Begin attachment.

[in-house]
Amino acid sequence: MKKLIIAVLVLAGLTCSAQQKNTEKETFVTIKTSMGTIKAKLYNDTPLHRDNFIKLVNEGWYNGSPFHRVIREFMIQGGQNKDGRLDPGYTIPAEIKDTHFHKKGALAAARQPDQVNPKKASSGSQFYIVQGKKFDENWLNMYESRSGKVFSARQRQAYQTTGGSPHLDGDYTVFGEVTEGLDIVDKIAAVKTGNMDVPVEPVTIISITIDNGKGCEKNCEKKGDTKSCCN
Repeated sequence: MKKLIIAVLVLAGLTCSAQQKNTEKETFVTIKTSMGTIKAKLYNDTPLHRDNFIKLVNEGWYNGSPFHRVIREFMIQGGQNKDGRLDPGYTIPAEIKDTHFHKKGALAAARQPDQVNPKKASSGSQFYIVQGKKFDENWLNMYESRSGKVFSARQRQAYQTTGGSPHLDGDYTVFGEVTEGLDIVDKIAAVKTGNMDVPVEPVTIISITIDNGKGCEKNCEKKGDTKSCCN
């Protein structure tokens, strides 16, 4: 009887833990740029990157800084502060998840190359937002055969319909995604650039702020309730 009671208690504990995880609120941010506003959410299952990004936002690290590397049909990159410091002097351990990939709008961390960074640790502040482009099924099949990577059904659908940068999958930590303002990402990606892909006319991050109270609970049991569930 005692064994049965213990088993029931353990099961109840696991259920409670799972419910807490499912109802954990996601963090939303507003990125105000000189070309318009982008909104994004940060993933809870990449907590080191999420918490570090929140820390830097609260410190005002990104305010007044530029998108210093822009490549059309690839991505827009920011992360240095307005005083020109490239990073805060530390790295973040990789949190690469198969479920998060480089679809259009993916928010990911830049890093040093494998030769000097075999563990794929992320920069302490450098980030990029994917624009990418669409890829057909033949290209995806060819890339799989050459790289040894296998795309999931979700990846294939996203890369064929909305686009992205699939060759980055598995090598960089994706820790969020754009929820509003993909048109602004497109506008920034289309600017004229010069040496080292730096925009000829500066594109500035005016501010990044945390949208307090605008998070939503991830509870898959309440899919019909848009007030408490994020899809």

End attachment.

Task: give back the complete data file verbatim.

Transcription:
[in-house]
Amino acid sequence: MKKLIIAVLVLAGLTCSAQQKNTEKETFVTIKTSMGTIKAKLYNDTPLHRDNFIKLVNEGWYNGSPFHRVIREFMIQGGQNKDGRLDPGYTIPAEIKDTHFHKKGALAAARQPDQVNPKKASSGSQFYIVQGKKFDENWLNMYESRSGKVFSARQRQAYQTTGGSPHLDGDYTVFGEVTEGLDIVDKIAAVKTGNMDVPVEPVTIISITIDNGKGCEKNCEKKGDTKSCCN
Repeated sequence: MKKLIIAVLVLAGLTCSAQQKNTEKETFVTIKTSMGTIKAKLYNDTPLHRDNFIKLVNEGWYNGSPFHRVIREFMIQGGQNKDGRLDPGYTIPAEIKDTHFHKKGALAAARQPDQVNPKKASSGSQFYIVQGKKFDENWLNMYESRSGKVFSARQRQAYQTTGGSPHLDGDYTVFGEVTEGLDIVDKIAAVKTGNMDVPVEPVTIISITIDNGKGCEKNCEKKGDTKSCCN
């Protein structure tokens, strides 16, 4: 009887833990740029990157800084502060998840190359937002055969319909995604650039702020309730 009671208690504990995880609120941010506003959410299952990004936002690290590397049909990159410091002097351990990939709008961390960074640790502040482009099924099949990577059904659908940068999958930590303002990402990606892909006319991050109270609970049991569930 005692064994049965213990088993029931353990099961109840696991259920409670799972419910807490499912109802954990996601963090939303507003990125105000000189070309318009982008909104994004940060993933809870990449907590080191999420918490570090929140820390830097609260410190005002990104305010007044530029998108210093822009490549059309690839991505827009920011992360240095307005005083020109490239990073805060530390790295973040990789949190690469198969479920998060480089679809259009993916928010990911830049890093040093494998030769000097075999563990794929992320920069302490450098980030990029994917624009990418669409890829057909033949290209995806060819890339799989050459790289040894296998795309999931979700990846294939996203890369064929909305686009992205699939060759980055598995090598960089994706820790969020754009929820509003993909048109602004497109506008920034289309600017004229010069040496080292730096925009000829500066594109500035005016501010990044945390949208307090605008998070939503991830509870898959309440899919019909848009007030408490994020899809």